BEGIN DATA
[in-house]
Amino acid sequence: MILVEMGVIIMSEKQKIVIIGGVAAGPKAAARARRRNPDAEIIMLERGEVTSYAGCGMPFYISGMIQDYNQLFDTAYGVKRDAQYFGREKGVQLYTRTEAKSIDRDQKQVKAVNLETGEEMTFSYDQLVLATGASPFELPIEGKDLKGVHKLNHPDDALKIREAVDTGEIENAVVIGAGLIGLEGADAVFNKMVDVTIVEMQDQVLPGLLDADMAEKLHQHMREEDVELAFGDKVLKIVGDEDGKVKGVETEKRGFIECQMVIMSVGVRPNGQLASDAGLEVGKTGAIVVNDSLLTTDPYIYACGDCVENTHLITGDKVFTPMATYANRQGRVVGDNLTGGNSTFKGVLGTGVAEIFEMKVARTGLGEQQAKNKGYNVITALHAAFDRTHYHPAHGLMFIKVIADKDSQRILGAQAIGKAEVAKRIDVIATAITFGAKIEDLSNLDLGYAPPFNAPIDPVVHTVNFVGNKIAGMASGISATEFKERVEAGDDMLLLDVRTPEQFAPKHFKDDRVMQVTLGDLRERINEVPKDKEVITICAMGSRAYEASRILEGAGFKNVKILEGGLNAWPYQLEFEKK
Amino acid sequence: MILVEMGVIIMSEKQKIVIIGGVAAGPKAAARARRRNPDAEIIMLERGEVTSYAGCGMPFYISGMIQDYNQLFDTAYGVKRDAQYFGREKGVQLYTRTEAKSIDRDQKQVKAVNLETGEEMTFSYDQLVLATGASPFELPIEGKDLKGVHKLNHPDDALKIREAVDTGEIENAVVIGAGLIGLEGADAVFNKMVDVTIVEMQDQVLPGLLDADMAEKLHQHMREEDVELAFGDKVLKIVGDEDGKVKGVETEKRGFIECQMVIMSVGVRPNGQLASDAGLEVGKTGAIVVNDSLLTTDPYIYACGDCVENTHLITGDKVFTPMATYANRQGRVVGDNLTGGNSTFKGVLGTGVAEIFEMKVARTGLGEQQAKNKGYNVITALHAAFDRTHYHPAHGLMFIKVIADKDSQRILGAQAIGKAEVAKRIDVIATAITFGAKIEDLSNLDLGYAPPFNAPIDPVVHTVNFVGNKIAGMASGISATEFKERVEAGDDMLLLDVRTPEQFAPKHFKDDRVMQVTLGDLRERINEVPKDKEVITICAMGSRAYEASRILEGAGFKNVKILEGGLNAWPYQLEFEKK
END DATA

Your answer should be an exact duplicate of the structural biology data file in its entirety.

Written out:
[in-house]
Amino acid sequence: MILVEMGVIIMSEKQKIVIIGGVAAGPKAAARARRRNPDAEIIMLERGEVTSYAGCGMPFYISGMIQDYNQLFDTAYGVKRDAQYFGREKGVQLYTRTEAKSIDRDQKQVKAVNLETGEEMTFSYDQLVLATGASPFELPIEGKDLKGVHKLNHPDDALKIREAVDTGEIENAVVIGAGLIGLEGADAVFNKMVDVTIVEMQDQVLPGLLDADMAEKLHQHMREEDVELAFGDKVLKIVGDEDGKVKGVETEKRGFIECQMVIMSVGVRPNGQLASDAGLEVGKTGAIVVNDSLLTTDPYIYACGDCVENTHLITGDKVFTPMATYANRQGRVVGDNLTGGNSTFKGVLGTGVAEIFEMKVARTGLGEQQAKNKGYNVITALHAAFDRTHYHPAHGLMFIKVIADKDSQRILGAQAIGKAEVAKRIDVIATAITFGAKIEDLSNLDLGYAPPFNAPIDPVVHTVNFVGNKIAGMASGISATEFKERVEAGDDMLLLDVRTPEQFAPKHFKDDRVMQVTLGDLRERINEVPKDKEVITICAMGSRAYEASRILEGAGFKNVKILEGGLNAWPYQLEFEKK
Amino acid sequence: MILVEMGVIIMSEKQKIVIIGGVAAGPKAAARARRRNPDAEIIMLERGEVTSYAGCGMPFYISGMIQDYNQLFDTAYGVKRDAQYFGREKGVQLYTRTEAKSIDRDQKQVKAVNLETGEEMTFSYDQLVLATGASPFELPIEGKDLKGVHKLNHPDDALKIREAVDTGEIENAVVIGAGLIGLEGADAVFNKMVDVTIVEMQDQVLPGLLDADMAEKLHQHMREEDVELAFGDKVLKIVGDEDGKVKGVETEKRGFIECQMVIMSVGVRPNGQLASDAGLEVGKTGAIVVNDSLLTTDPYIYACGDCVENTHLITGDKVFTPMATYANRQGRVVGDNLTGGNSTFKGVLGTGVAEIFEMKVARTGLGEQQAKNKGYNVITALHAAFDRTHYHPAHGLMFIKVIADKDSQRILGAQAIGKAEVAKRIDVIATAITFGAKIEDLSNLDLGYAPPFNAPIDPVVHTVNFVGNKIAGMASGISATEFKERVEAGDDMLLLDVRTPEQFAPKHFKDDRVMQVTLGDLRERINEVPKDKEVITICAMGSRAYEASRILEGAGFKNVKILEGGLNAWPYQLEFEKK